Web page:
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Our goal is to export the code for the PI controller that is modeled inside a library block. If we export only the contents of the PI controller block, other blocks are not included in the exported code, such as the reference voltage Vref=40volts and the PWM modulator. These components can be the standard components on the microprocesor board. We will interface to these components on the board by means of the externally declared variables representing the measured output voltage and refernce voltage from an ADC and the setting dutycycle signal for the PWM modulator on the board.

If we open the PI controller library block with a right mouse click and choose edit, the block diagram of the PI controller appears.

Notice in this block diagram that there is one integrator representing the integration function, the two multipliers that multiply the input with the given P and I and after the addition of both signals with the ADD block a limiter LIM block limits the duty cycle between 0.1 and 0.9. (Remember that for the sake of simplicity we didn't model the anti-windup in the integrator)

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Because inside the library block the nodes are defined that are interface with the rest of the block diagram, they are marked with a flag showing the direction of the exxported label. The inputs VREF and VOUT are such nodes and appear on the left side of the library block. The output of the PI controller, the duty cycle D, appears on the right side of the library block. The input M is only used for reading parameters from a database and is not used in this sample.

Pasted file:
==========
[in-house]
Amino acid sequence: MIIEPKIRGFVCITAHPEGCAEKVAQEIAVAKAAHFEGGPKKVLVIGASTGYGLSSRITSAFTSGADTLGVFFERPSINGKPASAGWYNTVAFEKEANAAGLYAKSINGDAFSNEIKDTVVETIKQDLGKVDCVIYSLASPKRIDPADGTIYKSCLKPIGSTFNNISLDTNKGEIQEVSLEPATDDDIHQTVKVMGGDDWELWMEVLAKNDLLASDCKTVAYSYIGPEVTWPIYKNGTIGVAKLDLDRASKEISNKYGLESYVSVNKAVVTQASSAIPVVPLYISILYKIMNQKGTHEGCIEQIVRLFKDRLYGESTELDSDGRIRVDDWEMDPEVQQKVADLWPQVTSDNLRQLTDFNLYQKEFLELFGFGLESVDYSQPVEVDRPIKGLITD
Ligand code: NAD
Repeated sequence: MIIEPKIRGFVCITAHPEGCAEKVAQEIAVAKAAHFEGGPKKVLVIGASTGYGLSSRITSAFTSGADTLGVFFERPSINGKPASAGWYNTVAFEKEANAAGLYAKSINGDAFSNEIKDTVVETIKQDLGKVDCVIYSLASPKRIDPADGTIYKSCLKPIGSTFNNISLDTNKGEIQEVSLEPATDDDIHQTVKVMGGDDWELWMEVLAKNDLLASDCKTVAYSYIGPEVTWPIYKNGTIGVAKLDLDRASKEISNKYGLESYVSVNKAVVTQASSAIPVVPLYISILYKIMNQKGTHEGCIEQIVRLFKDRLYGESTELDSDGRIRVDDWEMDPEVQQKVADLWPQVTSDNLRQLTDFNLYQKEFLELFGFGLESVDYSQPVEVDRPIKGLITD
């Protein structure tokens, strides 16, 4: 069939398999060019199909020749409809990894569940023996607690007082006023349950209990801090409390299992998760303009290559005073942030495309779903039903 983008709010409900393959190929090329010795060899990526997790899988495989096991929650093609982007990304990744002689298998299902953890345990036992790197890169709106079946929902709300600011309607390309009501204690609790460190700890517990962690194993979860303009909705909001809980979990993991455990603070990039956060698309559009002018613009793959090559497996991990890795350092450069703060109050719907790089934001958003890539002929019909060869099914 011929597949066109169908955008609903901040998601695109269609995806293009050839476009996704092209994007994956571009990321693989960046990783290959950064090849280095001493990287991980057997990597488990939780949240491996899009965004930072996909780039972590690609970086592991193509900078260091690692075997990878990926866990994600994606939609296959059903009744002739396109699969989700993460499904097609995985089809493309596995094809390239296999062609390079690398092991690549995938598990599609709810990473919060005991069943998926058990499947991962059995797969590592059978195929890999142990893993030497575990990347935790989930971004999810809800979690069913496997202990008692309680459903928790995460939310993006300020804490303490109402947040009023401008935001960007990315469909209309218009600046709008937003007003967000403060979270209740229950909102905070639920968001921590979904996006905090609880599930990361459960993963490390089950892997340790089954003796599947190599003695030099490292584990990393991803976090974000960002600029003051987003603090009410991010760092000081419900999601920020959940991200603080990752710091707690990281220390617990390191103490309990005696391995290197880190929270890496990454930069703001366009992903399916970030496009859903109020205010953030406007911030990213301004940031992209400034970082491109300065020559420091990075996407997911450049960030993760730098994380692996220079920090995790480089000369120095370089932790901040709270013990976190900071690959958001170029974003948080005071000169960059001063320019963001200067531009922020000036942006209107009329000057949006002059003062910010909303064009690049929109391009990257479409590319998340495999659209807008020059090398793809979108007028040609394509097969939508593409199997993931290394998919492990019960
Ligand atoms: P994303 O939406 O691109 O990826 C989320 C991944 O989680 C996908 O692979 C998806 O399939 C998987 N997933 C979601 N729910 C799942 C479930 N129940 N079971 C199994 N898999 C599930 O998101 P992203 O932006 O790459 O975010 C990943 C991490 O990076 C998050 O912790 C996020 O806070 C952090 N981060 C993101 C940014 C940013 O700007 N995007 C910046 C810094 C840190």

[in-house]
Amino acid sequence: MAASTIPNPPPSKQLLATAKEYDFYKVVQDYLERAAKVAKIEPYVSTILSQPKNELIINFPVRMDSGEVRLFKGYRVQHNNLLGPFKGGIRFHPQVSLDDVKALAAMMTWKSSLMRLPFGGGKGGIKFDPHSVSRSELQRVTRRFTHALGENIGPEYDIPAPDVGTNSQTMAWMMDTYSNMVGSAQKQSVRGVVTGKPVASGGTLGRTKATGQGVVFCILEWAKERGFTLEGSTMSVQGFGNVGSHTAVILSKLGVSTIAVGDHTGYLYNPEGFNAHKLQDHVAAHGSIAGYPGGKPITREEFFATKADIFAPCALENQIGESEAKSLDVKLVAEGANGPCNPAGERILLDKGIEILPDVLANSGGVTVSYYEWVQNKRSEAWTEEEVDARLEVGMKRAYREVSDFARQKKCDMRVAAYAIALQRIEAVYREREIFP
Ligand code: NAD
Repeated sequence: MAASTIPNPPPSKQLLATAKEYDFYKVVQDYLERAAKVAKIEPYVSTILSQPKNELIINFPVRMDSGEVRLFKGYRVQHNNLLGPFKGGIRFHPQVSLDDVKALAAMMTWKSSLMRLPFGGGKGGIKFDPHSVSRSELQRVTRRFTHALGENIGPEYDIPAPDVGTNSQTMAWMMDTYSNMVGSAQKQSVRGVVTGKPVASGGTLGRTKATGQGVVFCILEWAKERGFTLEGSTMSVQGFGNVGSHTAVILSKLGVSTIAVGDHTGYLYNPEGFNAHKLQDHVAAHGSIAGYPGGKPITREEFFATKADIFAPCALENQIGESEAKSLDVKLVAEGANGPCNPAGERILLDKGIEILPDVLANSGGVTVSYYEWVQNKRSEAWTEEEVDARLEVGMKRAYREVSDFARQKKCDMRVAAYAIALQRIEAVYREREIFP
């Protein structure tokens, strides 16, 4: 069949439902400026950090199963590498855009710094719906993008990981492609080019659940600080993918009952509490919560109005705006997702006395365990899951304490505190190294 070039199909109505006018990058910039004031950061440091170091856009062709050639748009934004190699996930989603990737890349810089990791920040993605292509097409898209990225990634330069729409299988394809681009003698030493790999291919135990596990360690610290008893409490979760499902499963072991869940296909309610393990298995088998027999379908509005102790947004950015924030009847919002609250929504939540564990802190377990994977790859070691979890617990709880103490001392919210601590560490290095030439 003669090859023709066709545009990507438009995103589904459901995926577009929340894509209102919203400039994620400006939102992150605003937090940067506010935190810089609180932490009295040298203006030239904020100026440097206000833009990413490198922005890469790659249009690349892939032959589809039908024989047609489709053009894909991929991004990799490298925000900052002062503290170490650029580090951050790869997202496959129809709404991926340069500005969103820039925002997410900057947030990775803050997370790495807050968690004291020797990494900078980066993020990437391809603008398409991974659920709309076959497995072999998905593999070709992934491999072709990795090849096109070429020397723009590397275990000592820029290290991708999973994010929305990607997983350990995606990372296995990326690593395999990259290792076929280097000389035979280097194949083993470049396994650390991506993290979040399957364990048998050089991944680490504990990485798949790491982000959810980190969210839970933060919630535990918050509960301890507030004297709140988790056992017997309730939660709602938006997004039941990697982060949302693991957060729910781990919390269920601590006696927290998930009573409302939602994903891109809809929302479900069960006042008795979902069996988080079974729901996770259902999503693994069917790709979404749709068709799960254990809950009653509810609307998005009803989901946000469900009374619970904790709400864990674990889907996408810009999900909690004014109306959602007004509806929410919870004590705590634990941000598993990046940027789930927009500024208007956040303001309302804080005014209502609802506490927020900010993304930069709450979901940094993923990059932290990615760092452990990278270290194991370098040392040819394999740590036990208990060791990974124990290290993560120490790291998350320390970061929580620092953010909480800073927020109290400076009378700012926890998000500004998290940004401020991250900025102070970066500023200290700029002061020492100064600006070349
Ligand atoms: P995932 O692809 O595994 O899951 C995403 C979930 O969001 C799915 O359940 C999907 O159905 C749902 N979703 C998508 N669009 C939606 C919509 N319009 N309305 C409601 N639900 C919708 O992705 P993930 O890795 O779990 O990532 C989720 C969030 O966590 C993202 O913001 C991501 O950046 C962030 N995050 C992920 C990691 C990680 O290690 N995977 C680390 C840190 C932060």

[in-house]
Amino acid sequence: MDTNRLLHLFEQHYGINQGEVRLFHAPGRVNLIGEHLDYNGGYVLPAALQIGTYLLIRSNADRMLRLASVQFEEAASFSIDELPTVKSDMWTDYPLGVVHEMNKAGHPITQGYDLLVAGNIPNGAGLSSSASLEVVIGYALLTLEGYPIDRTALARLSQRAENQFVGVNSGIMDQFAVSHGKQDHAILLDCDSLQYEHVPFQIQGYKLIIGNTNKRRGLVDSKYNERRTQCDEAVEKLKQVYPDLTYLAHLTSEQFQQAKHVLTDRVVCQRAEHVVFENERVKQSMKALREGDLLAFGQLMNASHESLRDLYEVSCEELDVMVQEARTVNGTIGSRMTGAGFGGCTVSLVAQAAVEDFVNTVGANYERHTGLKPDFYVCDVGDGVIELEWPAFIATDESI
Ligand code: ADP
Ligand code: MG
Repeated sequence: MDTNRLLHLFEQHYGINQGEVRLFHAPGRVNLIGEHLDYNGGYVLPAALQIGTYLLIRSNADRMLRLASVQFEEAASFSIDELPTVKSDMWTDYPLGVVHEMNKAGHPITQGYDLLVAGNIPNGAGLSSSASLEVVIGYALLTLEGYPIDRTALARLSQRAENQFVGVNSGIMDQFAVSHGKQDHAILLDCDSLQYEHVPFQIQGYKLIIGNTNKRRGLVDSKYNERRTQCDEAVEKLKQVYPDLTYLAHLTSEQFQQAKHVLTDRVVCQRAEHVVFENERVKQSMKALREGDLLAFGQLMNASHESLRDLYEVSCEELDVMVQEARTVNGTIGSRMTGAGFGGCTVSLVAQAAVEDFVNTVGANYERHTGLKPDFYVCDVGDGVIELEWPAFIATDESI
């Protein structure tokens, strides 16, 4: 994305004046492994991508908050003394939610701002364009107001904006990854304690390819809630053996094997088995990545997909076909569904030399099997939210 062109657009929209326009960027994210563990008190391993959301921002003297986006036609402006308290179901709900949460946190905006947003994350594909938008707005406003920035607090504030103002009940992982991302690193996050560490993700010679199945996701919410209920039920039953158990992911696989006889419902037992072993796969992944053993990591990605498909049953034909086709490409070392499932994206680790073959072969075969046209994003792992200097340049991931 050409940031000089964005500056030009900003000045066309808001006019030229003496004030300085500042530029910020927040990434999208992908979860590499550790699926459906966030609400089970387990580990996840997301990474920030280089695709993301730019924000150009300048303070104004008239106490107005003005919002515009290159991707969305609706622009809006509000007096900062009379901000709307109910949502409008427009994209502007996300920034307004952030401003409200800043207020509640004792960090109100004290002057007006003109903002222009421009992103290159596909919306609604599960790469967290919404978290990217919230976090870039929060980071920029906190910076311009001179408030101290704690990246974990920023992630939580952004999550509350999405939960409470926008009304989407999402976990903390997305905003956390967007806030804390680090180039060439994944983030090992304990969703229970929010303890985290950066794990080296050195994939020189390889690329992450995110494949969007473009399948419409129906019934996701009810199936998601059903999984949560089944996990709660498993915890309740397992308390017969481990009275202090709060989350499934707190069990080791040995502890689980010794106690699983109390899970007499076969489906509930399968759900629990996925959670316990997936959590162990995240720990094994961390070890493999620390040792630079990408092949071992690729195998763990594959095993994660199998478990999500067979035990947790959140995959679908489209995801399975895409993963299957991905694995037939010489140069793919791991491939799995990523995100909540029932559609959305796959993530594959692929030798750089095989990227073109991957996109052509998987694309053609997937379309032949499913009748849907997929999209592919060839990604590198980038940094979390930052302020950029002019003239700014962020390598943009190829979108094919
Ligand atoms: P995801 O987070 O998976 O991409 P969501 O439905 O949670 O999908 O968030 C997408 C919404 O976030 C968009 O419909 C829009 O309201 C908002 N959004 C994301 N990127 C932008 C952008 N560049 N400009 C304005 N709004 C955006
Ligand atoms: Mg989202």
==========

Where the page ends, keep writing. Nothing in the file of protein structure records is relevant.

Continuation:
Notice the use of the MPAR blocks that allow you to define constants that can be edited via the library block properties dialog box. The default values will be exported, so be sure to set these parameters to the desired value before exporting the schematic. In this sample they are both set to 10.

Export the C code for the PI controller and save the c file under PICONTROLLER.C

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After the export is performed we can ope nthe piccontroller.h file to see which variables are declared as external.

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All nodes that are exported from the library block for interfacing with the rest of the block diagram are declared as external variables as seen in the picontroller.h file.

To interface with this code we could create a main.c file that would look like